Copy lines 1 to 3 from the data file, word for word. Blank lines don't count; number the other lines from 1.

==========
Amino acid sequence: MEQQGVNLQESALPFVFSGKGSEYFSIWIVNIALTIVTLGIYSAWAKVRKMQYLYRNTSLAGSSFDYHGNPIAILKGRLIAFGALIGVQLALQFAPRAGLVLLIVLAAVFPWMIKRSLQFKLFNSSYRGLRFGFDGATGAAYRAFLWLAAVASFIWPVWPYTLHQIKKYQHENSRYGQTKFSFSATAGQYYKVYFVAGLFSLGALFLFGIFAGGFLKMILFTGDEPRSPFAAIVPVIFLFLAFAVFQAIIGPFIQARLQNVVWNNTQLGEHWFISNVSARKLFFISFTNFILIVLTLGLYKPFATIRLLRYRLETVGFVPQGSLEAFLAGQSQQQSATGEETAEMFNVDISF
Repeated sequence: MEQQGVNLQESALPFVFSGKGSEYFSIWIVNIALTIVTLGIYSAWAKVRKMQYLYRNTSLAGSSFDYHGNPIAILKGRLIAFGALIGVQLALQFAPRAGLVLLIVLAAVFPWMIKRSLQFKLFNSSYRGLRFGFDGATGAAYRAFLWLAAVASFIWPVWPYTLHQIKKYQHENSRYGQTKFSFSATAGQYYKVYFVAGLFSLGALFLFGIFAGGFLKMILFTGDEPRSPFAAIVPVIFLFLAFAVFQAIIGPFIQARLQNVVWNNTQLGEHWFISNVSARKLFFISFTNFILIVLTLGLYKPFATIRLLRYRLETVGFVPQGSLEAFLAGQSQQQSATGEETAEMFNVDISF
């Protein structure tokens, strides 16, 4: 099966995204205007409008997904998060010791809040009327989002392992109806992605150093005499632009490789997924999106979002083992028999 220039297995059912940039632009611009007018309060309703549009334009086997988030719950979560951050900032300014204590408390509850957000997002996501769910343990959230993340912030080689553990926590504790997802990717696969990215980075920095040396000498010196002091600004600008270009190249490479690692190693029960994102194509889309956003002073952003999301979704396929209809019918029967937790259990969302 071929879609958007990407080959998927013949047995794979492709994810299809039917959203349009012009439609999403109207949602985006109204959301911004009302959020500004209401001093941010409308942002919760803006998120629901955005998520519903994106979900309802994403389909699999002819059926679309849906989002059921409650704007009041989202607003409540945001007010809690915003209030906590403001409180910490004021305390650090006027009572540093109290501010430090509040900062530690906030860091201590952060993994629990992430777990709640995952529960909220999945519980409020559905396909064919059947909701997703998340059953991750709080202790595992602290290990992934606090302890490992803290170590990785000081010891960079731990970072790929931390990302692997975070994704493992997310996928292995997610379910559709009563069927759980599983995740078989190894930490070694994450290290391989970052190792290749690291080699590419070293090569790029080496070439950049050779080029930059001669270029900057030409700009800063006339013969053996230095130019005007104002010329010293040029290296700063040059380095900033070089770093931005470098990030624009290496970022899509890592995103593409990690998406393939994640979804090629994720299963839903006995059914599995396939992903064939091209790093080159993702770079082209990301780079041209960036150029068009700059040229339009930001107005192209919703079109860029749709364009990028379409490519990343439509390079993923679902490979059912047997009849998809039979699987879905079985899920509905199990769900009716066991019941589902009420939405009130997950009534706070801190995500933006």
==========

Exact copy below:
Amino acid sequence: MEQQGVNLQESALPFVFSGKGSEYFSIWIVNIALTIVTLGIYSAWAKVRKMQYLYRNTSLAGSSFDYHGNPIAILKGRLIAFGALIGVQLALQFAPRAGLVLLIVLAAVFPWMIKRSLQFKLFNSSYRGLRFGFDGATGAAYRAFLWLAAVASFIWPVWPYTLHQIKKYQHENSRYGQTKFSFSATAGQYYKVYFVAGLFSLGALFLFGIFAGGFLKMILFTGDEPRSPFAAIVPVIFLFLAFAVFQAIIGPFIQARLQNVVWNNTQLGEHWFISNVSARKLFFISFTNFILIVLTLGLYKPFATIRLLRYRLETVGFVPQGSLEAFLAGQSQQQSATGEETAEMFNVDISF
Repeated sequence: MEQQGVNLQESALPFVFSGKGSEYFSIWIVNIALTIVTLGIYSAWAKVRKMQYLYRNTSLAGSSFDYHGNPIAILKGRLIAFGALIGVQLALQFAPRAGLVLLIVLAAVFPWMIKRSLQFKLFNSSYRGLRFGFDGATGAAYRAFLWLAAVASFIWPVWPYTLHQIKKYQHENSRYGQTKFSFSATAGQYYKVYFVAGLFSLGALFLFGIFAGGFLKMILFTGDEPRSPFAAIVPVIFLFLAFAVFQAIIGPFIQARLQNVVWNNTQLGEHWFISNVSARKLFFISFTNFILIVLTLGLYKPFATIRLLRYRLETVGFVPQGSLEAFLAGQSQQQSATGEETAEMFNVDISF
């Protein structure tokens, strides 16, 4: 099966995204205007409008997904998060010791809040009327989002392992109806992605150093005499632009490789997924999106979002083992028999 220039297995059912940039632009611009007018309060309703549009334009086997988030719950979560951050900032300014204590408390509850957000997002996501769910343990959230993340912030080689553990926590504790997802990717696969990215980075920095040396000498010196002091600004600008270009190249490479690692190693029960994102194509889309956003002073952003999301979704396929209809019918029967937790259990969302 071929879609958007990407080959998927013949047995794979492709994810299809039917959203349009012009439609999403109207949602985006109204959301911004009302959020500004209401001093941010409308942002919760803006998120629901955005998520519903994106979900309802994403389909699999002819059926679309849906989002059921409650704007009041989202607003409540945001007010809690915003209030906590403001409180910490004021305390650090006027009572540093109290501010430090509040900062530690906030860091201590952060993994629990992430777990709640995952529960909220999945519980409020559905396909064919059947909701997703998340059953991750709080202790595992602290290990992934606090302890490992803290170590990785000081010891960079731990970072790929931390990302692997975070994704493992997310996928292995997610379910559709009563069927759980599983995740078989190894930490070694994450290290391989970052190792290749690291080699590419070293090569790029080496070439950049050779080029930059001669270029900057030409700009800063006339013969053996230095130019005007104002010329010293040029290296700063040059380095900033070089770093931005470098990030624009290496970022899509890592995103593409990690998406393939994640979804090629994720299963839903006995059914599995396939992903064939091209790093080159993702770079082209990301780079041209960036150029068009700059040229339009930001107005192209919703079109860029749709364009990028379409490519990343439509390079993923679902490979059912047997009849998809039979699987879905079985899920509905199990769900009716066991019941589902009420939405009130997950009534706070801190995500933006």